The true-life story of one of the most notorious maritime disasters of the 19th century, which was the inspiration for Herman Melville's classic novel Moby Dick.
The Number One best-selling, epic true-life story of one of the most notorious maritime disasters of the 19th century, beautifully reissued alongside Philbrick's new paperback, Sea of Glory. The sinking of the whaleship Essex by an enraged spermwhale in the Pacific in November 1820 set in motion one of the most dramatic sea stories of all time: the twenty sailors who survived the wreck took to three small boats (one of which was again attacked by a whale) and only eight of them survived their subsequent 90-day ordeal, after resorting to cannibalising their mates. Three months after the Essex was broken up, the whaleship Dauphin, cruising off the coast of South America, spotted a small boat in the open ocean. As they pulled alongside they saw piles of bones in the bottom of the boat, at least two skeletons' worth, with two survivors -- almost skeletons themselves -- sucking the marrow from the bones of their dead ship-mates.
Nathaniel Philbrick is a historian and broadcaster who has written extensively about sailing. He is director of the Egan Institute of Maritime Studies on Nantucket Island, and a research fellow at the Nantucket Historical Association. He was a consultant on the movie Moby Dick. Aged 41, he has lived on Nantucket with his wife and two children since 1986.
'Utterly gripping' Daily Telegraph 'Brilliant' The Times 'Superbly readable ! elegantly written ! a compelling study of the infinite human meanings of the sea itself' Guardian 'As gripping as it is grissly ! a cracking narrative, a complex cast of characters and a terrible moral dilemma at its heart' Daily Mail
The Number One best-selling, epic true-life story of one of the most notorious maritime disasters of the 19th century, beautifully reissued alongside Philbrick's new paperback, Sea of Glory. A Number One Sunday Times bestseller. A cross between THE PERFECT STORM and INTO THIN AIR, MUTINY ON THE BOUNTY and ALIVE! * Reissued and repackaged to sit alongside Sea of Glory paperback.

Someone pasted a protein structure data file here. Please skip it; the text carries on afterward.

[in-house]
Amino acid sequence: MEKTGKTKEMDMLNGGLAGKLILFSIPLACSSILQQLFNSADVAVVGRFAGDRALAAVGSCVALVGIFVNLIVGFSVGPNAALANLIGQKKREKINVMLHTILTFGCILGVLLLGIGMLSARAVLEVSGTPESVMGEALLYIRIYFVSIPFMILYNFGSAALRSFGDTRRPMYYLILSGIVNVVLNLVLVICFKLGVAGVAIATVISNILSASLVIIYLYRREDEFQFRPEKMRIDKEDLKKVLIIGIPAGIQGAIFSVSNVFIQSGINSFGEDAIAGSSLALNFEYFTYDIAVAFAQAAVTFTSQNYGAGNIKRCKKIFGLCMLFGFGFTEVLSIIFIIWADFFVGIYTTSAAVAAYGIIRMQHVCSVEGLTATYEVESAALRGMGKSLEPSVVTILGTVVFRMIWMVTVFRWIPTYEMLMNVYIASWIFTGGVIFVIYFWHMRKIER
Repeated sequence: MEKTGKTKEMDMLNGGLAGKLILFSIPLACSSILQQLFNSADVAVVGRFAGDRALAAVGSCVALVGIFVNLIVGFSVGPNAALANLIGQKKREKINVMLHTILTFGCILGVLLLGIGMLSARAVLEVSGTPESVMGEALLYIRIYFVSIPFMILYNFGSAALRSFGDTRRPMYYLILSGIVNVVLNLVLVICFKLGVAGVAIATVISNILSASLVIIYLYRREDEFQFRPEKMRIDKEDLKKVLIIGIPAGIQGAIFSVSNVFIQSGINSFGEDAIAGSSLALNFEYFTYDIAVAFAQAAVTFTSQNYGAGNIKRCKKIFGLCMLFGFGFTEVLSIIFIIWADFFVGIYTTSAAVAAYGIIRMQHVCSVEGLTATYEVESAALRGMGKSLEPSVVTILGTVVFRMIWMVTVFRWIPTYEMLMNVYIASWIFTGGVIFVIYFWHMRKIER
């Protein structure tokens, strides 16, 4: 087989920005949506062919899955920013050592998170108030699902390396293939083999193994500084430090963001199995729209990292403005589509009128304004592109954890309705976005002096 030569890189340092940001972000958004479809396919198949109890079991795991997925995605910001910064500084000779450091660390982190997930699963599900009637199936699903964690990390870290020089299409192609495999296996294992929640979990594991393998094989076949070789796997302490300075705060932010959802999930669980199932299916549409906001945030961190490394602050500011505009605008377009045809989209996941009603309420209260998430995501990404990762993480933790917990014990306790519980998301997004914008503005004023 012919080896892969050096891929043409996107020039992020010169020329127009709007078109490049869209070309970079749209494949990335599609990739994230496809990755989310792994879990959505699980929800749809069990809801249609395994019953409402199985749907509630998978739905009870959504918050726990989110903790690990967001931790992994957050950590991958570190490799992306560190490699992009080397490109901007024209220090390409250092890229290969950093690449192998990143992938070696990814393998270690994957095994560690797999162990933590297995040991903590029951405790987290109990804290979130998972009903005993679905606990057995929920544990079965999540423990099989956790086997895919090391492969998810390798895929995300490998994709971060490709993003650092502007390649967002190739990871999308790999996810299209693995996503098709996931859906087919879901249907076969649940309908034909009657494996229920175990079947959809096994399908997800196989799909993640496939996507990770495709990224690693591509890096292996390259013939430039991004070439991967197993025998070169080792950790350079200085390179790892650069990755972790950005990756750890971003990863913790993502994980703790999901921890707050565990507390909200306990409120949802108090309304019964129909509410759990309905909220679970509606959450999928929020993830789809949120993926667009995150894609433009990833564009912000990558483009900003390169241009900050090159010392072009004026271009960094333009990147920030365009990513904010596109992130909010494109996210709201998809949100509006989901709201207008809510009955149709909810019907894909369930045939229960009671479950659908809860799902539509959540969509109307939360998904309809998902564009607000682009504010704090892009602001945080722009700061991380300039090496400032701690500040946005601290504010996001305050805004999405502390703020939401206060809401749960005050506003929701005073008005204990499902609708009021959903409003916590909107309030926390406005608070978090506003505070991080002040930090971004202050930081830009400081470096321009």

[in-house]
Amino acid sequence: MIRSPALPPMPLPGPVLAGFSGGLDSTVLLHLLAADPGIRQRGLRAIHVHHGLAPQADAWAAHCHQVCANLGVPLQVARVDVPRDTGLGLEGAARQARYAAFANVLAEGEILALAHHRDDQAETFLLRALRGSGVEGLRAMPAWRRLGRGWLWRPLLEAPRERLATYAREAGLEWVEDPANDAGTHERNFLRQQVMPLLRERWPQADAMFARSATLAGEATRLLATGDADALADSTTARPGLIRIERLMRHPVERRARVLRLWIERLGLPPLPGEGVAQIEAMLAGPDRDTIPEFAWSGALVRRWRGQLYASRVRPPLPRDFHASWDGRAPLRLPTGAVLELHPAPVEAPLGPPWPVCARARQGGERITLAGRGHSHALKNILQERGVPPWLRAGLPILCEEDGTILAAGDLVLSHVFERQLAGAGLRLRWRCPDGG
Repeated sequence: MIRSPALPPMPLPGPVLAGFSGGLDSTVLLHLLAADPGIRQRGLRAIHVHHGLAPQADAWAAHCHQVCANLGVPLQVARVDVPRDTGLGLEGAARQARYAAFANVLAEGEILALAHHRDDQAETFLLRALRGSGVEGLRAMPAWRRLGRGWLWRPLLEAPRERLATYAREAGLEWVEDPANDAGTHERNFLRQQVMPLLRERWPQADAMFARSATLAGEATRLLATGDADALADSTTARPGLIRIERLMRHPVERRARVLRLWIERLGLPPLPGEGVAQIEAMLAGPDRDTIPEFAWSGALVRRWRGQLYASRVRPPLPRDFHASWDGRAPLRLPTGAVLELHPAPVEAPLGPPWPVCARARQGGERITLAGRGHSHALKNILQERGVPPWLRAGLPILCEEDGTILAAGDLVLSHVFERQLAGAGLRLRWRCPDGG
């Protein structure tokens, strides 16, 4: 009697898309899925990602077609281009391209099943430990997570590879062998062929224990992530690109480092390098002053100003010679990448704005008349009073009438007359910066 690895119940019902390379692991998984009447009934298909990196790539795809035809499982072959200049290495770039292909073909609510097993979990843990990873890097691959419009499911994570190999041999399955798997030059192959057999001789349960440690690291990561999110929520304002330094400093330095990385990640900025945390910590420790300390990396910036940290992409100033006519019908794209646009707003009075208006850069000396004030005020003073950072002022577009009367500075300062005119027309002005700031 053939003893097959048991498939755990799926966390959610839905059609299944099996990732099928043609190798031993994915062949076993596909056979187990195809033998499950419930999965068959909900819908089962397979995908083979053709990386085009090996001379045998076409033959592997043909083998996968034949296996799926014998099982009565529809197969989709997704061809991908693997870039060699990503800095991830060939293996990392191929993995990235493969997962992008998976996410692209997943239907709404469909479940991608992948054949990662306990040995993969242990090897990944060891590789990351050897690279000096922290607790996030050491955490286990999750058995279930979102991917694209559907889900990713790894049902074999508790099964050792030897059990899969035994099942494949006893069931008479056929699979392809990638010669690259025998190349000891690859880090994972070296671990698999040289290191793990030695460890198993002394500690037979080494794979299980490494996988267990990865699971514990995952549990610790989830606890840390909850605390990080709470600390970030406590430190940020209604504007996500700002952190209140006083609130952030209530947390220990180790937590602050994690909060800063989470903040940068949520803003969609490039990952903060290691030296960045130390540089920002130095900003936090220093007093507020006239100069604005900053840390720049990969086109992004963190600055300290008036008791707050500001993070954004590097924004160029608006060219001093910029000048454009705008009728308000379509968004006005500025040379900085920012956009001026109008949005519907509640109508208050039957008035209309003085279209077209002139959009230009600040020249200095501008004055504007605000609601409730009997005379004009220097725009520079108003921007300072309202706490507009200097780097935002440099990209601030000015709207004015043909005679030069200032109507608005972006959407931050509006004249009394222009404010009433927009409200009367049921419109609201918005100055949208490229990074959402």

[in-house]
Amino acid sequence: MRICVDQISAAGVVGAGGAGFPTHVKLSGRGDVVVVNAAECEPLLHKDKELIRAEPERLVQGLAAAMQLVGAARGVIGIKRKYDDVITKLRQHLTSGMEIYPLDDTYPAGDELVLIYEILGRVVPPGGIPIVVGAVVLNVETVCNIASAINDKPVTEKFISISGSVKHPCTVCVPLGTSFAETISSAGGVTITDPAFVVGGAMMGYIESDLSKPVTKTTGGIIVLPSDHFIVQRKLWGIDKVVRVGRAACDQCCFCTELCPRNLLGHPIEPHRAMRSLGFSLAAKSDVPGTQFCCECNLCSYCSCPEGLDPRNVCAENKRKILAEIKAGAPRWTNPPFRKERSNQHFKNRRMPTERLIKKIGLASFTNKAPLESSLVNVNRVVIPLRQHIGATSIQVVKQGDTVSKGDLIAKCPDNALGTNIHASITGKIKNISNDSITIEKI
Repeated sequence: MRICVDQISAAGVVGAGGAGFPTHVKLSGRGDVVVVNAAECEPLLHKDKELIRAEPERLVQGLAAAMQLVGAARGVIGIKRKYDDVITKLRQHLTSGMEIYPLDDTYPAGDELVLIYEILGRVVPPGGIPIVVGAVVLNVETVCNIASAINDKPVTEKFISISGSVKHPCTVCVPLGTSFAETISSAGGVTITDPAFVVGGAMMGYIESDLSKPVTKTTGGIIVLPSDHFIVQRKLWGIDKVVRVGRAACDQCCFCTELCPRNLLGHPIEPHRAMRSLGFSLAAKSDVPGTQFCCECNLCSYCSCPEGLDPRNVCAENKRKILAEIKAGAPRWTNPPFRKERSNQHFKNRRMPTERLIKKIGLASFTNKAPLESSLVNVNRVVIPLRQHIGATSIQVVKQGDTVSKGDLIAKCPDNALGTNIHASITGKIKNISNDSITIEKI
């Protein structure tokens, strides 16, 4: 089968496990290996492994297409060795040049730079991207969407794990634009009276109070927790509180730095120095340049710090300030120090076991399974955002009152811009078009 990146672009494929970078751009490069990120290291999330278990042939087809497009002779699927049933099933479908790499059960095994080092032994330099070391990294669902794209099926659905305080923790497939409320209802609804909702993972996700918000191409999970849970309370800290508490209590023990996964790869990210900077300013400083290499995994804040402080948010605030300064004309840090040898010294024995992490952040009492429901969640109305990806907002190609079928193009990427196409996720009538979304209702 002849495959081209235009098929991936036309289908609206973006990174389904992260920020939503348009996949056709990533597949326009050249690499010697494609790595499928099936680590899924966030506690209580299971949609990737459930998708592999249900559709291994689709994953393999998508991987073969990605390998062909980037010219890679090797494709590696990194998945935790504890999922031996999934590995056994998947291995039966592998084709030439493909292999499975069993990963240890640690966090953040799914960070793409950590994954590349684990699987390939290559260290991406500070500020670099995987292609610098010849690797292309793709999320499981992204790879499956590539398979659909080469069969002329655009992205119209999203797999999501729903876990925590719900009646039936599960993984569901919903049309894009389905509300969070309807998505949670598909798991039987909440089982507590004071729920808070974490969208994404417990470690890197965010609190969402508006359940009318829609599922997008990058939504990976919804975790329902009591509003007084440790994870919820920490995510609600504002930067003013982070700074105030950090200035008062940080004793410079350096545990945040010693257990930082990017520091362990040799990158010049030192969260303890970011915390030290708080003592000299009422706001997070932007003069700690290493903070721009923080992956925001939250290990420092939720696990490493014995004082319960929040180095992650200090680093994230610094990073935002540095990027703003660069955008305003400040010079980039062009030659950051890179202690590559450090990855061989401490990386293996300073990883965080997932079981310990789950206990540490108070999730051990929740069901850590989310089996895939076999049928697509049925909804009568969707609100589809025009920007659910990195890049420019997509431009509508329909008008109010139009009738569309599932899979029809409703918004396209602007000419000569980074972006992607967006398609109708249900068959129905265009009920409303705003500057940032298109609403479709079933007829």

In the Heart of the Sea is a true adventure briskly told, a harrowing and unstoppable read. In 1820, when the whaler Essex went down in the vast and barely charted waters of the southern Pacific Ocean, it was no ordinary catastrophe. Although rumours of similar incidents had been whispered in the whaling community, for the first time surviving witnesses could attest that the ship had been attacked and brought down by its own prey: a sperm whale. The whale that hit the Essex was a monster: around 80 tons and 85 feet or so in length. Furthermore, according to survivors, not only was the fabulous beast brave in defence of his fellows, but also calculating in the way he turned on the Essex: 'as if distracted' wrote one survivor 'with rage and fury'. Philbrick's book stands alone as a gripping yarn about the doomed voyage and its aftermath, but it can simultaneously be read as a primer for Moby Dick, for it was the wreck of the Essex that inspired Melville's lumbering masterpiece of American literature. Stripped of allegory and metaphor, the story remains immensely powerful and particularly chilling about the endless months survivors spent in three small boats on the deserted ocean, with no navigational aids and practically no provisions. The taboo of 'gastronomic incest' was broken, naturally, and ironically too: the survivors had chosen the open sea over a relatively easy landfall out of misinformed fear of local cannibals. With intelligent restraint, relying on testimony and evidence, Philbrick makes us readers know what effect the dreadful experience had on those few men who lived to tell the tale. He also delivers painless lessons on the wonder and weirdness of whales, their physiology and social systems. Equally, we learn much about a specific place and time in history - nineteenth-century Nantucket - and we can see how fundamentalism, optimism, casual racism, courage and materialism are bred in the American bone. Review by Irma Kurtz (Kirkus UK)
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